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A Republican winning the White House doesn’t add up

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I am admittedly challenged by math, but I sat down and did some research so I could better understand the challenge ANY Republican nominee is facing in the upcoming presidential election.

First off, some history on voting patterns: Traditionally, the Republican candidate has secured a majority of the white vote.

Mitt Romney received 59 percent of the white vote, John McCain received 55 percent, George W. Bush received 58 percent, you get the pattern.

The problem is that over the last 40 years, the percentage of white voters has been declining, while the percentage of non-white voters has been increasing.

For example, in 1976, Jimmy Carter won the vast majority of the Hispanic vote, but that was only 1 percent of total voters. Eighty-nine percent of voters that year were white.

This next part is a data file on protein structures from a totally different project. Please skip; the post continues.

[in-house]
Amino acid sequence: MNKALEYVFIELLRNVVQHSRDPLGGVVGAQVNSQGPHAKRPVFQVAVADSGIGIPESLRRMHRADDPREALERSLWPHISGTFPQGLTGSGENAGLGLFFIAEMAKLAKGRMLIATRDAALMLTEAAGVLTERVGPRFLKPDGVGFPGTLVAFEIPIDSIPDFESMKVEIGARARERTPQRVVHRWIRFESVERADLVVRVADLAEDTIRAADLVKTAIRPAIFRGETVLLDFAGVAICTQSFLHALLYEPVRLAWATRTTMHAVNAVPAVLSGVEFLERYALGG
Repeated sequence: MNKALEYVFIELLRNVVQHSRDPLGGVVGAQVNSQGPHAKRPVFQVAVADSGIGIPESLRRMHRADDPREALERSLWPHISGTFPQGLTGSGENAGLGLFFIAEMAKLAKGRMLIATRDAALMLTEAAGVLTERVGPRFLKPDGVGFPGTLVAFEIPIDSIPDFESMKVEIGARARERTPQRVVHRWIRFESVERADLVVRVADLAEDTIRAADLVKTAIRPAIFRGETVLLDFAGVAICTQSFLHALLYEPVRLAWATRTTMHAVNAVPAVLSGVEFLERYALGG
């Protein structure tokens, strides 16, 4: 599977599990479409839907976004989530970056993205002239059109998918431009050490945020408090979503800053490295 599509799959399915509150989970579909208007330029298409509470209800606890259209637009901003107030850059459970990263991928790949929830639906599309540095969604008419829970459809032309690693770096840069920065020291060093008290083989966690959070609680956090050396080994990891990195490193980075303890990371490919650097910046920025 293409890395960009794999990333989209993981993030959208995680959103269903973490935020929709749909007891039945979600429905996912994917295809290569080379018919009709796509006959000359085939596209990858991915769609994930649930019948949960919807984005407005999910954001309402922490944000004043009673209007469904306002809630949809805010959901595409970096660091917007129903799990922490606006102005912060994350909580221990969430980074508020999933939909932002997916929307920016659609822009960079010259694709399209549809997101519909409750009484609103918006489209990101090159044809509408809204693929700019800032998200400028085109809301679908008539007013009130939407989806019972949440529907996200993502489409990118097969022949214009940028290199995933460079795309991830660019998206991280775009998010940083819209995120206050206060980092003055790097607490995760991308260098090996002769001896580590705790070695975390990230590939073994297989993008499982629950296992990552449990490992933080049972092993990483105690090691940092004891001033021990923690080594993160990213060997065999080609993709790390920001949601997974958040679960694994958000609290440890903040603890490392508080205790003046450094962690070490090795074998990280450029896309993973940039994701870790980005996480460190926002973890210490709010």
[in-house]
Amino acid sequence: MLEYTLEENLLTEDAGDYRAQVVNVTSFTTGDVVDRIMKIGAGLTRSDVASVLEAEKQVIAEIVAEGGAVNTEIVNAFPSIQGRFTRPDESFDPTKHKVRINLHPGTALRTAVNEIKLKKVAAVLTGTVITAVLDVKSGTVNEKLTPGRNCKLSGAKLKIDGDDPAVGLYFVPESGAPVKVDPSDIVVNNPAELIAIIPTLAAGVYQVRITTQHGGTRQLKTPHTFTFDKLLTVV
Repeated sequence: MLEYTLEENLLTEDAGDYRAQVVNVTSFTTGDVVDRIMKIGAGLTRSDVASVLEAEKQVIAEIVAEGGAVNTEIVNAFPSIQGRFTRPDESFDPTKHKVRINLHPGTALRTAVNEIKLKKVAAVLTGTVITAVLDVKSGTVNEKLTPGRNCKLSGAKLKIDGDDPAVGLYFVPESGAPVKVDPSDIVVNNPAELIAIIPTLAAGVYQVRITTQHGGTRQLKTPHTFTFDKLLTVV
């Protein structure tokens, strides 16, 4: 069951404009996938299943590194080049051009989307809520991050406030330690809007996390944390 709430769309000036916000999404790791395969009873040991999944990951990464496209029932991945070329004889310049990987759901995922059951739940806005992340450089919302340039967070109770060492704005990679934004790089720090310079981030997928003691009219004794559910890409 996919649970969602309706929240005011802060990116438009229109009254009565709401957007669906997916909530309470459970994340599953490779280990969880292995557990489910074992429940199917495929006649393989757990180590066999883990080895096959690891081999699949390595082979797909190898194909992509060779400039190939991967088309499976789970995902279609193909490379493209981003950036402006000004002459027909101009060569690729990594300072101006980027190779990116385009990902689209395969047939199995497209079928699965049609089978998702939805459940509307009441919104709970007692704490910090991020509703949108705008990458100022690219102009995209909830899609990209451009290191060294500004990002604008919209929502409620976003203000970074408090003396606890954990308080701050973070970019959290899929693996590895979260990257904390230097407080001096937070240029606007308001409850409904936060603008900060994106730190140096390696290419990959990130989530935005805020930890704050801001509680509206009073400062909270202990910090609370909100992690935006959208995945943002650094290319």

In 2012, Barack Obama won the Hispanic vote in a landslide. It made up to 10 percent of all voters, while the white vote was down to 72 percent of the electorate.

In 2016, this trend is expected to continue as the demographics of the nation keep shifting.

So the challenge facing the Republicans is dual-fold: How can the nominee encourage non-white voters to support them or how much better must they do with the white vote?

Again, I’ll rely on the math nerds.

In order to secure the votes needed to win the electoral college, the Republican nominee MUST win 64 percent of the white vote and 30 percent of the non-white vote. That’s just math.

Could it happen? Sure. You could also hit three hole-in-ones in your next round of golf, but I’m not willing to bet on it.

If the Republican candidate does hit both these numbers, it will be the first time it’s happened since Ronald Reagan did so in 1984 — a time with VERY different demographics than 2016.

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